Upper Hunter by-election: NSW Labor candidate Jeff Drayton vows to introduce a bill to secure jobs for mining workers

BIG PLANS: Labor's candidate for Upper Hunter Jeff Drayton in Muswellbrook on Thursday.
BIG PLANS: Labor's candidate for Upper Hunter Jeff Drayton in Muswellbrook on Thursday.

LABOR has continued their strong support for mining workers ahead of the Upper Hunter by-election, releasing a five-point plan to ensure they get their "fair share".

NSW Labor's candidate for Upper Hunter Jeff Drayton announced that, if elected, he will immediately introduce a bill in state parliament to deliver secure jobs and safer workplaces for mining workers in the Upper Hunter.

He joined NSW Labor Leader Jodi McKay in Muswellbrook on Thursday to announce Labor's comprehensive five-point plan which includes:

1. Forcing mining companies to directly employ 80 per cent of workers on sites - Jeff and NSW Labor will require this as a condition of consent which apply to resource planning approvals.

2. Imposing jail time for mining bosses that breach a new industrial manslaughter offence - Jeff and NSW Labor will create a new industrial manslaughter offence in law that will see individuals and companies prosecuted if they are responsible

3. Requiring mining companies to engage in safe and fair workplace practices - Jeff and NSW Labor will include this as a requirement of the 'fit and proper person' test under the Mining Act

4. Ensuring labour hire workers receive the same pay as directly employed workers - This will be imposed by a registration condition for labour hire companies on mine sites; and

5. Delivering a local jobs test - when existing mines in NSW are moving towards greater automation of operations, a local jobs test will require them to:

  • Develop and implement a transparent Local Jobs Impact Statement on any proposed automation in mines that must include consultation with the workforce, their representatives and community representatives
  • Meet a 'No Net Job Loss Test' at the mine as a result of automation;
  • Include additional training for existing employees in any transitional arrangements, so they can retrain into new roles at the existing mine site; and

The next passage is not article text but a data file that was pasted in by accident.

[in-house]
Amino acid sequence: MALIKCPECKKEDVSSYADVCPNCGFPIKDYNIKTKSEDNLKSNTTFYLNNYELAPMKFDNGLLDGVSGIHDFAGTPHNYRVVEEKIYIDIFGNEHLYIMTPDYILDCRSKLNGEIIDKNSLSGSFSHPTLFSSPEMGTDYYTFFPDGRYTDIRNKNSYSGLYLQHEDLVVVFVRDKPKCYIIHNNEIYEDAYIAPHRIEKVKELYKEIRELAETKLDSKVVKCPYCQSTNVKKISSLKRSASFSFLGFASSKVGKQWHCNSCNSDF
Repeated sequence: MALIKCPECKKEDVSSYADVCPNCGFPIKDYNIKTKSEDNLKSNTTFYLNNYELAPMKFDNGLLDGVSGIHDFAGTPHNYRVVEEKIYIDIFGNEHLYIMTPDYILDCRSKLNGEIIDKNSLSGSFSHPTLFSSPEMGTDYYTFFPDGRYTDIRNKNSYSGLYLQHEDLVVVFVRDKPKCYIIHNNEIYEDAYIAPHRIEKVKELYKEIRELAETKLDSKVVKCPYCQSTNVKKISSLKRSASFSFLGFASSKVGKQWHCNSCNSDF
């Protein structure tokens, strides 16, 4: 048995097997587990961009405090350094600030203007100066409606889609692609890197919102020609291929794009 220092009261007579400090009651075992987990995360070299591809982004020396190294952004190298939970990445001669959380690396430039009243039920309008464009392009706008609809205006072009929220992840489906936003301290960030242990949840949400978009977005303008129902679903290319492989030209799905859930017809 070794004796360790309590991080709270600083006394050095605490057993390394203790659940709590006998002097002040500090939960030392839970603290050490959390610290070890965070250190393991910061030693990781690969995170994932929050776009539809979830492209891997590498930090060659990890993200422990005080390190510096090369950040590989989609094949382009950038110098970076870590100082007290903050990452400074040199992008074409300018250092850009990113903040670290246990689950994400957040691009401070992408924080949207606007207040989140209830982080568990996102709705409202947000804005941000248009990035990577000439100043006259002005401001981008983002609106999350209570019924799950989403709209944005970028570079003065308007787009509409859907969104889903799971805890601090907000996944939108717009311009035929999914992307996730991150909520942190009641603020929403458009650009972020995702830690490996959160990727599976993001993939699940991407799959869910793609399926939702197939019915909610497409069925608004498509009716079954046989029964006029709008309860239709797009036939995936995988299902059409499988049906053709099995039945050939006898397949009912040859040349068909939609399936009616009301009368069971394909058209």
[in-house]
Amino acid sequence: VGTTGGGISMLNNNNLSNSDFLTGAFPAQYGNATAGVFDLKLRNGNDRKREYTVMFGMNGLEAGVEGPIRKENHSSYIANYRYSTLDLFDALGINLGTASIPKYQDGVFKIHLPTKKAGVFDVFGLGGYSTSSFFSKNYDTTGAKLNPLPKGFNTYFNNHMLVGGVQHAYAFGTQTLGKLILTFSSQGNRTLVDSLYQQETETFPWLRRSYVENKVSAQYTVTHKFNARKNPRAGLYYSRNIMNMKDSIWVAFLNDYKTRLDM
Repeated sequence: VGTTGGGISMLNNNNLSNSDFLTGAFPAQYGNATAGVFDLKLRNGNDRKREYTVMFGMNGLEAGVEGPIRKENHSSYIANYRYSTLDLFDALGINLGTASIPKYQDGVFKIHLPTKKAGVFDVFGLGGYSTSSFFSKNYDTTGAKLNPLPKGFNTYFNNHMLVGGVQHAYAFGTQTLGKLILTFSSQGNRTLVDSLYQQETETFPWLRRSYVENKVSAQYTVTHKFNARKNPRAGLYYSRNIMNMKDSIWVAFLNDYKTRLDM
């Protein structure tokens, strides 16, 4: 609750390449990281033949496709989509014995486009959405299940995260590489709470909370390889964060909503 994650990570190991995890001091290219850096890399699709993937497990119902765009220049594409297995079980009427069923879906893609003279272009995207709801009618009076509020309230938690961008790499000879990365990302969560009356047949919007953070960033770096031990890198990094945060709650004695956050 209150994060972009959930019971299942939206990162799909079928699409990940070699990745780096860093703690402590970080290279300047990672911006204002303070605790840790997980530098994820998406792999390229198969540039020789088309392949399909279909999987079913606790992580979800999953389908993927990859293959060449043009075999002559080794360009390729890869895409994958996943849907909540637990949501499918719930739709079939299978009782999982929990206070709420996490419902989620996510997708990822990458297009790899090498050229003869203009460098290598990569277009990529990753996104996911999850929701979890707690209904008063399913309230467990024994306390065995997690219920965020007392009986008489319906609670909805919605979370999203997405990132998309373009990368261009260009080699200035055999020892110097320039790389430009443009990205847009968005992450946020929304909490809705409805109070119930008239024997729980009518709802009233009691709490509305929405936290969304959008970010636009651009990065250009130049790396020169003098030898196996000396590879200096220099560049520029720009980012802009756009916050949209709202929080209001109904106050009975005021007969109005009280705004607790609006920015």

• Locate control rooms and technical facilities associated with automated operations at the existing site or its immediate locality.

Mr Drayton said he knows exactly what it's like to work on a mine and workers have been fighting for job security while mining companies cut permanent jobs and replace them with casual labour hire.

"We need to everything we can to restore permanent secure jobs to the mining industry," he said.

"This is about taking every opportunity we can to make sure mining workers are getting their fair share out of mining companies."

Mrs McKay said too many mineworkers are working full-time hours for years, but without the benefits of full-time work - like job security and paid holidays.

"How are people supposed to look after their families or pay off a mortgage without a secure job," she asked.

"Labor's plan for secure, safer workplaces is about making sure that mine workers - who create so much of this region's wealth - get a fair go. That means a job they can count on and a workplace that's safe."

Labor's changes will apply to planning conditions for new mines and for the extension and modification of existing mining licenses.


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